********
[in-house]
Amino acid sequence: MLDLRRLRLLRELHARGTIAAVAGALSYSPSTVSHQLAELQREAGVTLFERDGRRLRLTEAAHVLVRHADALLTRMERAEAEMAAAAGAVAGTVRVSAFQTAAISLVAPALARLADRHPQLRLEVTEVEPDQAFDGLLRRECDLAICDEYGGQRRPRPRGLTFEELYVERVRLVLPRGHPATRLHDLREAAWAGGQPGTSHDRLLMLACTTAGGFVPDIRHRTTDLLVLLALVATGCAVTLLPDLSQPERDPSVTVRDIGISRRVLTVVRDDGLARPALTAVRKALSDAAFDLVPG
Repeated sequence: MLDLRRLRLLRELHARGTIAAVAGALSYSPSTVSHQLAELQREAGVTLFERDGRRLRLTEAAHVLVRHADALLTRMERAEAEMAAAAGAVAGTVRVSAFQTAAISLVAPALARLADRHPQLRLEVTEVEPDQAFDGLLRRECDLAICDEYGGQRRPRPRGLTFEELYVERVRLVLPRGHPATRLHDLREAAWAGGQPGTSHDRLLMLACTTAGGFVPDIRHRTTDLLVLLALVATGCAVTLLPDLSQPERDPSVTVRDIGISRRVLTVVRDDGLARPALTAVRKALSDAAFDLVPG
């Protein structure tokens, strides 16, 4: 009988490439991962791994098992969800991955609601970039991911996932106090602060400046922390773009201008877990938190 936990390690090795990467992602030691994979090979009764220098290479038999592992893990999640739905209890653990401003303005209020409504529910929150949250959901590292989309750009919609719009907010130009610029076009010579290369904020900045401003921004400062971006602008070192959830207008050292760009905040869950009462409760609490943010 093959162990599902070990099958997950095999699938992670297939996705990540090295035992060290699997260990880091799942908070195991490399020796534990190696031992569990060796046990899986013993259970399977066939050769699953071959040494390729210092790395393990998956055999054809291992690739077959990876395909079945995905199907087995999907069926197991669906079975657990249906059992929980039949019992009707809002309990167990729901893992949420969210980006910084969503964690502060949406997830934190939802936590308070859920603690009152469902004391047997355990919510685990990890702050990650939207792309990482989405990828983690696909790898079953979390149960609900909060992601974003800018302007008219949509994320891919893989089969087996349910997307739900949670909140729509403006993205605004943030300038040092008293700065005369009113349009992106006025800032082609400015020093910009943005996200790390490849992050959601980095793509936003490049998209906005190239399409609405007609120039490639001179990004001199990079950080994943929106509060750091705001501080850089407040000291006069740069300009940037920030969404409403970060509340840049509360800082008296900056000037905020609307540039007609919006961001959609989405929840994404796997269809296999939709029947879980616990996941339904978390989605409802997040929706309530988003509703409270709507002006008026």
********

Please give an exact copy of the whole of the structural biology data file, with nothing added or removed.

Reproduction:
[in-house]
Amino acid sequence: MLDLRRLRLLRELHARGTIAAVAGALSYSPSTVSHQLAELQREAGVTLFERDGRRLRLTEAAHVLVRHADALLTRMERAEAEMAAAAGAVAGTVRVSAFQTAAISLVAPALARLADRHPQLRLEVTEVEPDQAFDGLLRRECDLAICDEYGGQRRPRPRGLTFEELYVERVRLVLPRGHPATRLHDLREAAWAGGQPGTSHDRLLMLACTTAGGFVPDIRHRTTDLLVLLALVATGCAVTLLPDLSQPERDPSVTVRDIGISRRVLTVVRDDGLARPALTAVRKALSDAAFDLVPG
Repeated sequence: MLDLRRLRLLRELHARGTIAAVAGALSYSPSTVSHQLAELQREAGVTLFERDGRRLRLTEAAHVLVRHADALLTRMERAEAEMAAAAGAVAGTVRVSAFQTAAISLVAPALARLADRHPQLRLEVTEVEPDQAFDGLLRRECDLAICDEYGGQRRPRPRGLTFEELYVERVRLVLPRGHPATRLHDLREAAWAGGQPGTSHDRLLMLACTTAGGFVPDIRHRTTDLLVLLALVATGCAVTLLPDLSQPERDPSVTVRDIGISRRVLTVVRDDGLARPALTAVRKALSDAAFDLVPG
């Protein structure tokens, strides 16, 4: 009988490439991962791994098992969800991955609601970039991911996932106090602060400046922390773009201008877990938190 936990390690090795990467992602030691994979090979009764220098290479038999592992893990999640739905209890653990401003303005209020409504529910929150949250959901590292989309750009919609719009907010130009610029076009010579290369904020900045401003921004400062971006602008070192959830207008050292760009905040869950009462409760609490943010 093959162990599902070990099958997950095999699938992670297939996705990540090295035992060290699997260990880091799942908070195991490399020796534990190696031992569990060796046990899986013993259970399977066939050769699953071959040494390729210092790395393990998956055999054809291992690739077959990876395909079945995905199907087995999907069926197991669906079975657990249906059992929980039949019992009707809002309990167990729901893992949420969210980006910084969503964690502060949406997830934190939802936590308070859920603690009152469902004391047997355990919510685990990890702050990650939207792309990482989405990828983690696909790898079953979390149960609900909060992601974003800018302007008219949509994320891919893989089969087996349910997307739900949670909140729509403006993205605004943030300038040092008293700065005369009113349009992106006025800032082609400015020093910009943005996200790390490849992050959601980095793509936003490049998209906005190239399409609405007609120039490639001179990004001199990079950080994943929106509060750091705001501080850089407040000291006069740069300009940037920030969404409403970060509340840049509360800082008296900056000037905020609307540039007609919006961001959609989405929840994404796997269809296999939709029947879980616990996941339904978390989605409802997040929706309530988003509703409270709507002006008026």